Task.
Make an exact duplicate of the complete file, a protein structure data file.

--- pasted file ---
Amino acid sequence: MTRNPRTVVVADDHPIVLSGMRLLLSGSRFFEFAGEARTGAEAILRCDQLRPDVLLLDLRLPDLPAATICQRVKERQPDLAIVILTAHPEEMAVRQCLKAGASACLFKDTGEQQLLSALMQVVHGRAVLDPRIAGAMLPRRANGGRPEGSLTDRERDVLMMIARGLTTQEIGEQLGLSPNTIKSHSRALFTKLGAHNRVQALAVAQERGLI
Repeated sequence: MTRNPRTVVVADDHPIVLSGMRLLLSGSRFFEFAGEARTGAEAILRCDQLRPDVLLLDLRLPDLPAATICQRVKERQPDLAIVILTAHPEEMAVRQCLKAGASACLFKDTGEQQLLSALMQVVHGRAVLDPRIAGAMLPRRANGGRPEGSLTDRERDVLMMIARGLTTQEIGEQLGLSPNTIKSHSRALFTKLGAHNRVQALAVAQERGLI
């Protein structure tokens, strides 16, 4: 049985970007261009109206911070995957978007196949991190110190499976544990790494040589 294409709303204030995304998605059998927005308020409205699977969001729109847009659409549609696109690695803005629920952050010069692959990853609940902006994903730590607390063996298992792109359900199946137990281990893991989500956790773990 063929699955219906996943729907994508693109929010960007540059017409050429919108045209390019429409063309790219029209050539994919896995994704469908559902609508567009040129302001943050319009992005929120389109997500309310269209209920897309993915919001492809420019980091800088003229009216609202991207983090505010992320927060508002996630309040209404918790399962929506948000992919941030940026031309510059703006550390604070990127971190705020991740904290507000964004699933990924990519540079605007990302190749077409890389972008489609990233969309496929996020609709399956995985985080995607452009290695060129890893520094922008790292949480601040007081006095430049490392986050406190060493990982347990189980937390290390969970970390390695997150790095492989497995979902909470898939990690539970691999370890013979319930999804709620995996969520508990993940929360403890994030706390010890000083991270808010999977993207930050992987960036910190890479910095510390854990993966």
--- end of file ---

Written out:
Amino acid sequence: MTRNPRTVVVADDHPIVLSGMRLLLSGSRFFEFAGEARTGAEAILRCDQLRPDVLLLDLRLPDLPAATICQRVKERQPDLAIVILTAHPEEMAVRQCLKAGASACLFKDTGEQQLLSALMQVVHGRAVLDPRIAGAMLPRRANGGRPEGSLTDRERDVLMMIARGLTTQEIGEQLGLSPNTIKSHSRALFTKLGAHNRVQALAVAQERGLI
Repeated sequence: MTRNPRTVVVADDHPIVLSGMRLLLSGSRFFEFAGEARTGAEAILRCDQLRPDVLLLDLRLPDLPAATICQRVKERQPDLAIVILTAHPEEMAVRQCLKAGASACLFKDTGEQQLLSALMQVVHGRAVLDPRIAGAMLPRRANGGRPEGSLTDRERDVLMMIARGLTTQEIGEQLGLSPNTIKSHSRALFTKLGAHNRVQALAVAQERGLI
């Protein structure tokens, strides 16, 4: 049985970007261009109206911070995957978007196949991190110190499976544990790494040589 294409709303204030995304998605059998927005308020409205699977969001729109847009659409549609696109690695803005629920952050010069692959990853609940902006994903730590607390063996298992792109359900199946137990281990893991989500956790773990 063929699955219906996943729907994508693109929010960007540059017409050429919108045209390019429409063309790219029209050539994919896995994704469908559902609508567009040129302001943050319009992005929120389109997500309310269209209920897309993915919001492809420019980091800088003229009216609202991207983090505010992320927060508002996630309040209404918790399962929506948000992919941030940026031309510059703006550390604070990127971190705020991740904290507000964004699933990924990519540079605007990302190749077409890389972008489609990233969309496929996020609709399956995985985080995607452009290695060129890893520094922008790292949480601040007081006095430049490392986050406190060493990982347990189980937390290390969970970390390695997150790095492989497995979902909470898939990690539970691999370890013979319930999804709620995996969520508990993940929360403890994030706390010890000083991270808010999977993207930050992987960036910190890479910095510390854990993966």